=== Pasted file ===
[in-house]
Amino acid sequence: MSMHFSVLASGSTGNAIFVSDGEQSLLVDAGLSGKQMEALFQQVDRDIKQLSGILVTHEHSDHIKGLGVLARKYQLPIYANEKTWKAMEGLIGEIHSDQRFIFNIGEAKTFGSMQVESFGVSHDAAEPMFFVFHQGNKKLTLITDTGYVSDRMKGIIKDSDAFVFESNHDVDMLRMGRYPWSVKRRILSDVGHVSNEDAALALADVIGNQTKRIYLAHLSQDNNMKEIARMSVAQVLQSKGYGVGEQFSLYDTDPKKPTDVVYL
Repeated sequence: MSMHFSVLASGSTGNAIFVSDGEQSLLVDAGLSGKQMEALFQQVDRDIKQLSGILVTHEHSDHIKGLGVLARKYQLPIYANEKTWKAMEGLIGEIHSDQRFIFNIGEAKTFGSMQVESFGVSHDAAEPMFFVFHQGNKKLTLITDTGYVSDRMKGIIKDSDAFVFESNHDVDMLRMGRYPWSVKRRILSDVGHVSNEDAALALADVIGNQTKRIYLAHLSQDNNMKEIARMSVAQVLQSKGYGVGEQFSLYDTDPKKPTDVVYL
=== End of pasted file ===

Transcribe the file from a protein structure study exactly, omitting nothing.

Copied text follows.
[in-house]
Amino acid sequence: MSMHFSVLASGSTGNAIFVSDGEQSLLVDAGLSGKQMEALFQQVDRDIKQLSGILVTHEHSDHIKGLGVLARKYQLPIYANEKTWKAMEGLIGEIHSDQRFIFNIGEAKTFGSMQVESFGVSHDAAEPMFFVFHQGNKKLTLITDTGYVSDRMKGIIKDSDAFVFESNHDVDMLRMGRYPWSVKRRILSDVGHVSNEDAALALADVIGNQTKRIYLAHLSQDNNMKEIARMSVAQVLQSKGYGVGEQFSLYDTDPKKPTDVVYL
Repeated sequence: MSMHFSVLASGSTGNAIFVSDGEQSLLVDAGLSGKQMEALFQQVDRDIKQLSGILVTHEHSDHIKGLGVLARKYQLPIYANEKTWKAMEGLIGEIHSDQRFIFNIGEAKTFGSMQVESFGVSHDAAEPMFFVFHQGNKKLTLITDTGYVSDRMKGIIKDSDAFVFESNHDVDMLRMGRYPWSVKRRILSDVGHVSNEDAALALADVIGNQTKRIYLAHLSQDNNMKEIARMSVAQVLQSKGYGVGEQFSLYDTDPKKPTDVVYL